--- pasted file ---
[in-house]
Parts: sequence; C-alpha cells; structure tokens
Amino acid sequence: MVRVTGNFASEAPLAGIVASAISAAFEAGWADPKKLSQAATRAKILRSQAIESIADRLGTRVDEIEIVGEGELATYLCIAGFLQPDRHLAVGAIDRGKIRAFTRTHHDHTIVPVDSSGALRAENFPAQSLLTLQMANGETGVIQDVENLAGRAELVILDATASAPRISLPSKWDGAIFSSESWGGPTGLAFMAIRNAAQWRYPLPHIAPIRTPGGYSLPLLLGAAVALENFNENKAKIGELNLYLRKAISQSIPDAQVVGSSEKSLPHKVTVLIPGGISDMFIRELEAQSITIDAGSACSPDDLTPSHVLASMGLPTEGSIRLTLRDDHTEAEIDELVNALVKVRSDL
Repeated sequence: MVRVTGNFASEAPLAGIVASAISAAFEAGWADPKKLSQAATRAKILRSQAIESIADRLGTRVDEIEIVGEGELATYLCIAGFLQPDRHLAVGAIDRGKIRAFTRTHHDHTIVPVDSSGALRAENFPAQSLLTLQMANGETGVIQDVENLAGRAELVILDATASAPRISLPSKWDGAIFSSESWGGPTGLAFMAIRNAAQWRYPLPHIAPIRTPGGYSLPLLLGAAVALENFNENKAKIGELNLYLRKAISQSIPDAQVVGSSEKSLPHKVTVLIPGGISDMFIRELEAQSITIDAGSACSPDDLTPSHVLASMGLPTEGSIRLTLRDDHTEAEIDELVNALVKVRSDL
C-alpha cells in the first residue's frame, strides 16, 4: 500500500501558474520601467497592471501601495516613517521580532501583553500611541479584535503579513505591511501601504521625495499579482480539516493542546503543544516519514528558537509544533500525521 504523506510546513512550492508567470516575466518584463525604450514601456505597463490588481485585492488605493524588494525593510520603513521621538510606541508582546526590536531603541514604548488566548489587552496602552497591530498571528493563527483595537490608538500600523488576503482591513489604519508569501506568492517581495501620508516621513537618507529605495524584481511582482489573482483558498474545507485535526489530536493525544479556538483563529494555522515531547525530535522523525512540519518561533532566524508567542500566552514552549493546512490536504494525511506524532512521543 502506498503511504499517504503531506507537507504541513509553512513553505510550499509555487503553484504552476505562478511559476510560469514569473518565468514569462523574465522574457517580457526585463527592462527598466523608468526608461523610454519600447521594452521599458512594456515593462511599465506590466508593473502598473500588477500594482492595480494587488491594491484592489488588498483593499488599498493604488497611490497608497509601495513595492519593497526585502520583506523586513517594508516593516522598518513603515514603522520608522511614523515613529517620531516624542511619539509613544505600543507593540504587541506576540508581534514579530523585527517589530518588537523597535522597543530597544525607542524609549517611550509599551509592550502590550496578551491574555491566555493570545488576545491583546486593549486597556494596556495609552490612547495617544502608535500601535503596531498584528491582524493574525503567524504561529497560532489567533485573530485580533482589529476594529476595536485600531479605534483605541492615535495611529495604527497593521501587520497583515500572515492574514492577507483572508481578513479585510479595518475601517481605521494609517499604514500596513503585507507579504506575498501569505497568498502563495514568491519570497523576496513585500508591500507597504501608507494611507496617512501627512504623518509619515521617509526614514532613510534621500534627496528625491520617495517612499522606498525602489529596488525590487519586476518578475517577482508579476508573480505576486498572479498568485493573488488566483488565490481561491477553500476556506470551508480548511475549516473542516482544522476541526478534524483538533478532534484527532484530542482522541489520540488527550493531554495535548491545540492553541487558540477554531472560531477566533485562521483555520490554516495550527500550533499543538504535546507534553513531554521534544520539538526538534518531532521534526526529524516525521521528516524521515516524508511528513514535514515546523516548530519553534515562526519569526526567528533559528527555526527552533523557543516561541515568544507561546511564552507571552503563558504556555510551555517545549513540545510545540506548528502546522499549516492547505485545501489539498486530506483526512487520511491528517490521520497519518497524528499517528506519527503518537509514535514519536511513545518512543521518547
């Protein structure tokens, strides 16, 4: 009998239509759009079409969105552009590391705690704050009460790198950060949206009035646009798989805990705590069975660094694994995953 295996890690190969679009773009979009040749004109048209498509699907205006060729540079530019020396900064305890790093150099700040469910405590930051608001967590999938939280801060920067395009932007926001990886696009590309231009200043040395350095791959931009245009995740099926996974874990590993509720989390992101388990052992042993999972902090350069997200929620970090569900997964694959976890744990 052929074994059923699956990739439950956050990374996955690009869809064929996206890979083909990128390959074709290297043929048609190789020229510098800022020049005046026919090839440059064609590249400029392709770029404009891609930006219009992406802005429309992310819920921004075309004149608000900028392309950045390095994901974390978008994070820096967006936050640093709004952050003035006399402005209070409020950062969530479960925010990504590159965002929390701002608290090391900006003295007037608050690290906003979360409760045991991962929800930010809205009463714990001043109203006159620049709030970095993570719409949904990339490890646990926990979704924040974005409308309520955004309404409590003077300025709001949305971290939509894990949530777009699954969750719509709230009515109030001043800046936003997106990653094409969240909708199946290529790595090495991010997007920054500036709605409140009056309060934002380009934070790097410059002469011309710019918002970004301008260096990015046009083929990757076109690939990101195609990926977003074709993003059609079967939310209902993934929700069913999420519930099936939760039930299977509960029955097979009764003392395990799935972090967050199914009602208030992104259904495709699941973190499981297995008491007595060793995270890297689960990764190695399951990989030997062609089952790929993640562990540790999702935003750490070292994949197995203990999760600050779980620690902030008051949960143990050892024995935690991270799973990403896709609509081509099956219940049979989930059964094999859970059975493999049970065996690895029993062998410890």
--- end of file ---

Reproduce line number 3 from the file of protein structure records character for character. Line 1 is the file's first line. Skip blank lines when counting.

Amino acid sequence: MVRVTGNFASEAPLAGIVASAISAAFEAGWADPKKLSQAATRAKILRSQAIESIADRLGTRVDEIEIVGEGELATYLCIAGFLQPDRHLAVGAIDRGKIRAFTRTHHDHTIVPVDSSGALRAENFPAQSLLTLQMANGETGVIQDVENLAGRAELVILDATASAPRISLPSKWDGAIFSSESWGGPTGLAFMAIRNAAQWRYPLPHIAPIRTPGGYSLPLLLGAAVALENFNENKAKIGELNLYLRKAISQSIPDAQVVGSSEKSLPHKVTVLIPGGISDMFIRELEAQSITIDAGSACSPDDLTPSHVLASMGLPTEGSIRLTLRDDHTEAEIDELVNALVKVRSDL